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North Carolina Man Admits Role In Software Piracy Conspiracy

William Parrott pleads guilty to one count of conspiracy to commit criminal copyright infringement
Nora R. Dannehy, Acting United States Attorney for the District of Connecticut, announced that WILLIAM PARROTT, also known as "niterangr," 39, of Roanoke Rapids, North Carolina, pleaded guilty today before Senior United States District Judge Ellen Bree Burns in New Haven to one count of conspiracy to commit criminal copyright infringement.

According to documents filed with the Court and statements made in court, PARROTT and others participated in the "warez scene," which is an underground online community consisting of individuals and organized groups who use the Internet to engage in the large-scale, illegal distribution of copyrighted software. In the warez scene, certain participants (known as "suppliers") are able to obtain access to copyrighted software, video games, DVD movies, and MP3 music files, often before those titles are even available to the general public. Other participants, known as "crackers," then use their technical skills to circumvent or "crack" the digital copyright protections. Others, known as "couriers," then distribute the pirated software to various file storage sites ("FTP sites") on the Internet for others to access, reproduce, and further distribute. The leading warez groups competed with one another to attain the reputation as the fastest, highest quality providers of pirated materials.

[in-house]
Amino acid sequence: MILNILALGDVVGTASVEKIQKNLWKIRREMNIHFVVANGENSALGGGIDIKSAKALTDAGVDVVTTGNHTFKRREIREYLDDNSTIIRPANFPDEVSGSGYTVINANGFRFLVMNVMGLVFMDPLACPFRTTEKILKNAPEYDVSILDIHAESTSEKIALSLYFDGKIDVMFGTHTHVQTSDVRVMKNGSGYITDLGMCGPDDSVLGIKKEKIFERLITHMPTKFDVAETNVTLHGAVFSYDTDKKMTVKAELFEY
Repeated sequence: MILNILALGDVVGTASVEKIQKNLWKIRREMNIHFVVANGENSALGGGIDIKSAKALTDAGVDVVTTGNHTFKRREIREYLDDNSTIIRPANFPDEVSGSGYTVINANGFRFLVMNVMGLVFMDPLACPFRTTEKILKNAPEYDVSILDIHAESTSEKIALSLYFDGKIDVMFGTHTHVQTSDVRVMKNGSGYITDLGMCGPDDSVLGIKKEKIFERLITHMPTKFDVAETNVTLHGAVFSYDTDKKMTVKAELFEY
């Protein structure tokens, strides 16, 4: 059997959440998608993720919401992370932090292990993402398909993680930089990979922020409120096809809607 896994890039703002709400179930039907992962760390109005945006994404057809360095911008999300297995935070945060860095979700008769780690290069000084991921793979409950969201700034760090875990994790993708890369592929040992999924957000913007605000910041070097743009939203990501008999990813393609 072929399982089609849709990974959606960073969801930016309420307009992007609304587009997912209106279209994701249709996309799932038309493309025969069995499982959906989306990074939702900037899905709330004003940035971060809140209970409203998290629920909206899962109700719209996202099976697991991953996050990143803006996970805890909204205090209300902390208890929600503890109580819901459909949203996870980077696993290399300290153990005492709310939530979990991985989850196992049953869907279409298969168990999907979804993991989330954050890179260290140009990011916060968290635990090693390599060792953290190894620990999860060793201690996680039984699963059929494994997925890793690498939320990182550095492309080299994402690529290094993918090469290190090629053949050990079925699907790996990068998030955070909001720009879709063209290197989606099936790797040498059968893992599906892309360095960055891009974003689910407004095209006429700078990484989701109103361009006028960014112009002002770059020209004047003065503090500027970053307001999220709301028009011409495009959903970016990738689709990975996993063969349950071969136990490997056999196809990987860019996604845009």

In approximately 2001, PARROTT, with the assistance of a co-conspirator, began operating a warez server known as "Nite Ranger Hideout" (NRH). From approximately November 2002 through April 2003, PARROTT uploaded approximately 1477 files and downloaded approximately 13,109 files from the NRH site.

Judge Burns has scheduled sentencing for May 29, 2009, at which time PARROTT faces a maximum term of imprisonment of five years and a fine of up to $250,000.

This case was investigated by U.S. Immigration and Customs Enforcement and is being prosecuted by Assistant United States Attorney Edward Chang of the District of Connecticut and Clement J. McGovern from the Computer Crime and Intellectual Property Section of the Department of Justice.

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